Saturday, May 30, 2009

FARNG Fundraising Project

This entry will be a bit different than the others; not as fun filled but will give you some more insight in what my work is like and to share a little bit of my Peace Corps experience with friends and family back home. Below is a quick summary of a project that I am currently doing and below that is the more in depth fundraising letter that has more information and the budget. Thanks and Enjoy!

Introduction to the FARNG Fundraising Project
I am posted in a village about an hour north of the city of Mokolo in the Extreme North Province, right on the border of Nigeria. It consists of 22 smaller neighborhoods, or quartiers, one of which will be hosting the pilot program for this the FARNG project, . This pilot program is centered on maternal and child health care. The overall objectives of the FARNG program are to increase connectivity and communication between pregnant women and the health center, increase knowledge of nutrition among pregnant women, and to prioritize the needs of pregnant women. Thus, the program will decrease the astronomically high infant and maternal mortality rates in the community by supporting the women through their pregnancy, childbirth and throughout the months following the birth of their baby. Because of the isolation of this village, development has been slow to come and certain basic needs are not available.

The following link is for the fundraising letter:

The following link is the Budget Spreadsheet

Monday, May 11, 2009

Patois Smatois

yes yes yes i know, i've been such a slacker with posting. I apologize perfusely and will not be suprised to find out that my readership has dwindle to just my mother. (P.S. Happy Mother's Day. Love!) Please check out the pics added to the post before this one too.

Theme: Language (aka why i now realize why the rest of the world thinks that Americans stink at learning languages, or even trying's true or at least i do)

Every Tuesday I do a presentation at the Health Center for pregnant women while they get their prenatal consultations. One of the nurses, Dalika, translates for me as most of the women in village do not speak French. She also adds real life stories from her own extensive experience in womens' health; basically she's much more quaified than me, but likes for me to come and bring pretty pictures. The presentation goes a little something like this: I say something in French, Dalika translates in Hide (the language that most of the village speaks). She realizes that one woman only understands Mafa, so she then translates to Mafa. Then another only understands Fufulde (the language that most of North Cameroon speaks), so another round of translation happens.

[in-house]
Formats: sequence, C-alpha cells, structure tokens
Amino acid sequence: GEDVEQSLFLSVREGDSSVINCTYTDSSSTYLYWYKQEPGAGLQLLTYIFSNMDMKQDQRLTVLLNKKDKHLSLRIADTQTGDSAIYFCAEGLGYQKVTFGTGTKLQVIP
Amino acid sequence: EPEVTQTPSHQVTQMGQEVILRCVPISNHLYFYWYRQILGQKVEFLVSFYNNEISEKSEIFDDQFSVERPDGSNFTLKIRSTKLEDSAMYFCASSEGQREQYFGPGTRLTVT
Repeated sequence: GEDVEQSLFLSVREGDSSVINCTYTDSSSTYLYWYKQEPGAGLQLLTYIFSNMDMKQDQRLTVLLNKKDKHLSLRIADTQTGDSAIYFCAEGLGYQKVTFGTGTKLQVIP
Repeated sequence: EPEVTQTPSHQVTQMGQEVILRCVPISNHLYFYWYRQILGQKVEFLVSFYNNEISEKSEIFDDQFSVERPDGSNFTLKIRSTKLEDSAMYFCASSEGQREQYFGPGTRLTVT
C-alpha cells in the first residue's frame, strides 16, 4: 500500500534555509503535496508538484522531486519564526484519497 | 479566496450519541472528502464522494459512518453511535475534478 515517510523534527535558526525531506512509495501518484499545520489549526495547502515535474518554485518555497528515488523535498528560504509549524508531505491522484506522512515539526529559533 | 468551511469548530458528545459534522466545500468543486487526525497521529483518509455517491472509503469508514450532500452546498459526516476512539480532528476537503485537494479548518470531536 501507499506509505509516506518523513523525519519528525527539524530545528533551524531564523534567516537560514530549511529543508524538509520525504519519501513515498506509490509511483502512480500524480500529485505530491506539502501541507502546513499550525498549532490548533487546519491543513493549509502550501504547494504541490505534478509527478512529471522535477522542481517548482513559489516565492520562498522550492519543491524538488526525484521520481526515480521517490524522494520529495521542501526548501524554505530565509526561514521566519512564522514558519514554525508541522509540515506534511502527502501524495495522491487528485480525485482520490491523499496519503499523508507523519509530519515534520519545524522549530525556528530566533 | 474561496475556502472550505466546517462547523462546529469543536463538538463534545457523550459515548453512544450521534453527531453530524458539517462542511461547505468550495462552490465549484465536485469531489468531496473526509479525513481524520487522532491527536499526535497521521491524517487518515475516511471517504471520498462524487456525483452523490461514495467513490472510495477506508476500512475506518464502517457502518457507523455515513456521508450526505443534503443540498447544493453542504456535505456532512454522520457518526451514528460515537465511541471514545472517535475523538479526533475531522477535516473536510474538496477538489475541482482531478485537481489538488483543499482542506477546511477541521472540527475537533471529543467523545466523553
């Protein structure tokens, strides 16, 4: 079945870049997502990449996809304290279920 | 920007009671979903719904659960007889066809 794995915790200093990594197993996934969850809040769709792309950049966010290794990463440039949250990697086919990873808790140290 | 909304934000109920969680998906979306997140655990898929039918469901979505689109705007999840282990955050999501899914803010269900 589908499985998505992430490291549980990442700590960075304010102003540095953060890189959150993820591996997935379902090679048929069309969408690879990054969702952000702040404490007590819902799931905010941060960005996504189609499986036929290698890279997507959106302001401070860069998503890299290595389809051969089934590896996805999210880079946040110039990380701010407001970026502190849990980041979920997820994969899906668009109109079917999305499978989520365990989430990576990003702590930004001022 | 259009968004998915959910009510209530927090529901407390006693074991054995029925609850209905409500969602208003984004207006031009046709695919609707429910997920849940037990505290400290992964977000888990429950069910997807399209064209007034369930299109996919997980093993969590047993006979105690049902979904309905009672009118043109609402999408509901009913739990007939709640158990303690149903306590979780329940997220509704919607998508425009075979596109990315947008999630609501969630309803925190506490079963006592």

Yep. So quick summary.
Me: French
Dalika: Hide
Dalika: Mafa
Dalika: Fufulde
and on and on.

Presto! My 15 minute presentation has turned into a one hour or more extravaganza. It's really amazing to watch. Another example is going to meetings and having people flip between three languages in one sentance. As a person whose struggling with basic French, it's a little intimidating to watch people turn on and off languages without any struggle.

The patios of my post is Hide and just over 40,000 people speak it in the whole world and they are all in this little area of Cameroon/Nigeria. I guess I won't be breaking it out when I go home much. The days of the week are the names of the Hide villages' market days (Thursday is "Luma Berek" which is the market day in Tourou Centre or Berek).

It also took just the first Hide lesson to realize that unless i was planning to spend my two years aggressively studying the language, i was not going to be able to delve in that far. It's been almost 6 months at post and I can do only basic salutations and say where i'm going. There are 14 sounds unique to French or English, most of which require throat and tongue gymnastics which i'm not capable of. Also the structure of the sentance is kind of flip-flopped (I go to the market is "Go market I") To be honest I could be spending more time on the language bit, but i feel that improving my plateaued French would be a better way to go.

Also kind of interesting, I'm no longer Cara (Care-ah), i'm Cahrrah (as in Spanish for 'face' way). The long 'a' and soft 'r' aren't part of the normal sounds here. The kids in my neighborhood call me Cahrrahss, which is Carrot in Housa, another local language. There's also a moto driver who calls me carrotte (french for carrot). Basically I respond to anything that remotely sounds like my name.

Until next time.